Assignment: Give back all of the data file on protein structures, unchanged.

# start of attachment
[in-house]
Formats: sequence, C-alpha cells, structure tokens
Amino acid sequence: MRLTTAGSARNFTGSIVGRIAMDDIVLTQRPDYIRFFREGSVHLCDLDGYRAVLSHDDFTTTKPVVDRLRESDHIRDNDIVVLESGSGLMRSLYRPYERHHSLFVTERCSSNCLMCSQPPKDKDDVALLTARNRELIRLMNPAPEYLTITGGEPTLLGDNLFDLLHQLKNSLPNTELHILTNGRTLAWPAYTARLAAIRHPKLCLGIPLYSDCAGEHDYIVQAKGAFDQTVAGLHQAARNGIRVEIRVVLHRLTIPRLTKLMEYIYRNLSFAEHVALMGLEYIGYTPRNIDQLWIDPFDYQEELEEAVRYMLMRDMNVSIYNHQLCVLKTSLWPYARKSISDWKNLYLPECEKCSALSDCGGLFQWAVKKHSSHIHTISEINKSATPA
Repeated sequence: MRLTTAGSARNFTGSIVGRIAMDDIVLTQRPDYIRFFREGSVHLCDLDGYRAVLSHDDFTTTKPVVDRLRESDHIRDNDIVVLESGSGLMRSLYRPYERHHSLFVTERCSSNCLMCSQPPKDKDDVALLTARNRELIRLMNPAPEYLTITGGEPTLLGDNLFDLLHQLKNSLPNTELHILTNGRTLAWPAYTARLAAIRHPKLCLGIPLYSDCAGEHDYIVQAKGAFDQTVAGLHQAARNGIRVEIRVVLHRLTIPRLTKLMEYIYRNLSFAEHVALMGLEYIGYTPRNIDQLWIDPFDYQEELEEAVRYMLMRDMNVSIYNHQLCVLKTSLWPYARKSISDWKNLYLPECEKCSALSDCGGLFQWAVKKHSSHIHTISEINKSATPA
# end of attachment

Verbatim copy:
[in-house]
Formats: sequence, C-alpha cells, structure tokens
Amino acid sequence: MRLTTAGSARNFTGSIVGRIAMDDIVLTQRPDYIRFFREGSVHLCDLDGYRAVLSHDDFTTTKPVVDRLRESDHIRDNDIVVLESGSGLMRSLYRPYERHHSLFVTERCSSNCLMCSQPPKDKDDVALLTARNRELIRLMNPAPEYLTITGGEPTLLGDNLFDLLHQLKNSLPNTELHILTNGRTLAWPAYTARLAAIRHPKLCLGIPLYSDCAGEHDYIVQAKGAFDQTVAGLHQAARNGIRVEIRVVLHRLTIPRLTKLMEYIYRNLSFAEHVALMGLEYIGYTPRNIDQLWIDPFDYQEELEEAVRYMLMRDMNVSIYNHQLCVLKTSLWPYARKSISDWKNLYLPECEKCSALSDCGGLFQWAVKKHSSHIHTISEINKSATPA
Repeated sequence: MRLTTAGSARNFTGSIVGRIAMDDIVLTQRPDYIRFFREGSVHLCDLDGYRAVLSHDDFTTTKPVVDRLRESDHIRDNDIVVLESGSGLMRSLYRPYERHHSLFVTERCSSNCLMCSQPPKDKDDVALLTARNRELIRLMNPAPEYLTITGGEPTLLGDNLFDLLHQLKNSLPNTELHILTNGRTLAWPAYTARLAAIRHPKLCLGIPLYSDCAGEHDYIVQAKGAFDQTVAGLHQAARNGIRVEIRVVLHRLTIPRLTKLMEYIYRNLSFAEHVALMGLEYIGYTPRNIDQLWIDPFDYQEELEEAVRYMLMRDMNVSIYNHQLCVLKTSLWPYARKSISDWKNLYLPECEKCSALSDCGGLFQWAVKKHSSHIHTISEINKSATPA